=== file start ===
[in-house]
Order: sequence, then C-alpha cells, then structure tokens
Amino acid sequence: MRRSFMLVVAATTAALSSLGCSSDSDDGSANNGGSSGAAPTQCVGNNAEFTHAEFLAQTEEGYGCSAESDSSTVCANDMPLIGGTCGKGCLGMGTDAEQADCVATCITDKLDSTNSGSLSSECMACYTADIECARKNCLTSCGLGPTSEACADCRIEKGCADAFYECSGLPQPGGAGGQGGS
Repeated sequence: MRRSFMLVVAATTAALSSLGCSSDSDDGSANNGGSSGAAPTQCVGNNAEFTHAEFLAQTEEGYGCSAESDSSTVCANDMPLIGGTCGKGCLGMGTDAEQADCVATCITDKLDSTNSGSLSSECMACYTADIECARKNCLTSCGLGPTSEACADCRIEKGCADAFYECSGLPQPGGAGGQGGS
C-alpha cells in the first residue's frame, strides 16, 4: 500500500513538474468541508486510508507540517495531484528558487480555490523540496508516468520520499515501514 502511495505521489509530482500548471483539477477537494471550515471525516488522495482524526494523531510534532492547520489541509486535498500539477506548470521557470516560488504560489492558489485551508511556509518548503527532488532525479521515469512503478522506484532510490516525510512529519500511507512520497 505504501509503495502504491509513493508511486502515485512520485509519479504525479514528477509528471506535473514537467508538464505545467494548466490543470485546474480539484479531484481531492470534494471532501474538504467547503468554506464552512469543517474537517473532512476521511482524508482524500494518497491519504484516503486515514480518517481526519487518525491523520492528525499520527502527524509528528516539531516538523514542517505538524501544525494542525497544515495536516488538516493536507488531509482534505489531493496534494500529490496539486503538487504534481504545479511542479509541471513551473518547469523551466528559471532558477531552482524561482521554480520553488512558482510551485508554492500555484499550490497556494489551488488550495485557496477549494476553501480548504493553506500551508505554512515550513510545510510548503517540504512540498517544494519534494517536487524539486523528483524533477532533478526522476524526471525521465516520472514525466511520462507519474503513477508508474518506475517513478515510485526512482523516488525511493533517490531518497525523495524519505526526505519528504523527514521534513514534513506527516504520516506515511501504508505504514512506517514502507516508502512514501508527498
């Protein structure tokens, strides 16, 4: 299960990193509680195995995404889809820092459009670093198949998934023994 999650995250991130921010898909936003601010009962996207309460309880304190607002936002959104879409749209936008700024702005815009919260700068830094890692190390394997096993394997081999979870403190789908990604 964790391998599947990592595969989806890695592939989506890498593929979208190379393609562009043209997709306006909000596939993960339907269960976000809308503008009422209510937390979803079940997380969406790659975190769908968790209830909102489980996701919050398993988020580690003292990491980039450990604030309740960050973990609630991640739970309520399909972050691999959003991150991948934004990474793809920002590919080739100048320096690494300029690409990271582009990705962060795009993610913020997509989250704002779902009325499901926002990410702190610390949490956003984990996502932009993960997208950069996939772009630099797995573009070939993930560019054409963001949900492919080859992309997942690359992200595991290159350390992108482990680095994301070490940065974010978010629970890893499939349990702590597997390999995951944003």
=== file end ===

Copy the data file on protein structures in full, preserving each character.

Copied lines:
[in-house]
Order: sequence, then C-alpha cells, then structure tokens
Amino acid sequence: MRRSFMLVVAATTAALSSLGCSSDSDDGSANNGGSSGAAPTQCVGNNAEFTHAEFLAQTEEGYGCSAESDSSTVCANDMPLIGGTCGKGCLGMGTDAEQADCVATCITDKLDSTNSGSLSSECMACYTADIECARKNCLTSCGLGPTSEACADCRIEKGCADAFYECSGLPQPGGAGGQGGS
Repeated sequence: MRRSFMLVVAATTAALSSLGCSSDSDDGSANNGGSSGAAPTQCVGNNAEFTHAEFLAQTEEGYGCSAESDSSTVCANDMPLIGGTCGKGCLGMGTDAEQADCVATCITDKLDSTNSGSLSSECMACYTADIECARKNCLTSCGLGPTSEACADCRIEKGCADAFYECSGLPQPGGAGGQGGS
C-alpha cells in the first residue's frame, strides 16, 4: 500500500513538474468541508486510508507540517495531484528558487480555490523540496508516468520520499515501514 502511495505521489509530482500548471483539477477537494471550515471525516488522495482524526494523531510534532492547520489541509486535498500539477506548470521557470516560488504560489492558489485551508511556509518548503527532488532525479521515469512503478522506484532510490516525510512529519500511507512520497 505504501509503495502504491509513493508511486502515485512520485509519479504525479514528477509528471506535473514537467508538464505545467494548466490543470485546474480539484479531484481531492470534494471532501474538504467547503468554506464552512469543517474537517473532512476521511482524508482524500494518497491519504484516503486515514480518517481526519487518525491523520492528525499520527502527524509528528516539531516538523514542517505538524501544525494542525497544515495536516488538516493536507488531509482534505489531493496534494500529490496539486503538487504534481504545479511542479509541471513551473518547469523551466528559471532558477531552482524561482521554480520553488512558482510551485508554492500555484499550490497556494489551488488550495485557496477549494476553501480548504493553506500551508505554512515550513510545510510548503517540504512540498517544494519534494517536487524539486523528483524533477532533478526522476524526471525521465516520472514525466511520462507519474503513477508508474518506475517513478515510485526512482523516488525511493533517490531518497525523495524519505526526505519528504523527514521534513514534513506527516504520516506515511501504508505504514512506517514502507516508502512514501508527498
């Protein structure tokens, strides 16, 4: 299960990193509680195995995404889809820092459009670093198949998934023994 999650995250991130921010898909936003601010009962996207309460309880304190607002936002959104879409749209936008700024702005815009919260700068830094890692190390394997096993394997081999979870403190789908990604 964790391998599947990592595969989806890695592939989506890498593929979208190379393609562009043209997709306006909000596939993960339907269960976000809308503008009422209510937390979803079940997380969406790659975190769908968790209830909102489980996701919050398993988020580690003292990491980039450990604030309740960050973990609630991640739970309520399909972050691999959003991150991948934004990474793809920002590919080739100048320096690494300029690409990271582009990705962060795009993610913020997509989250704002779902009325499901926002990410702190610390949490956003984990996502932009993960997208950069996939772009630099797995573009070939993930560019054409963001949900492919080859992309997942690359992200595991290159350390992108482990680095994301070490940065974010978010629970890893499939349990702590597997390999995951944003």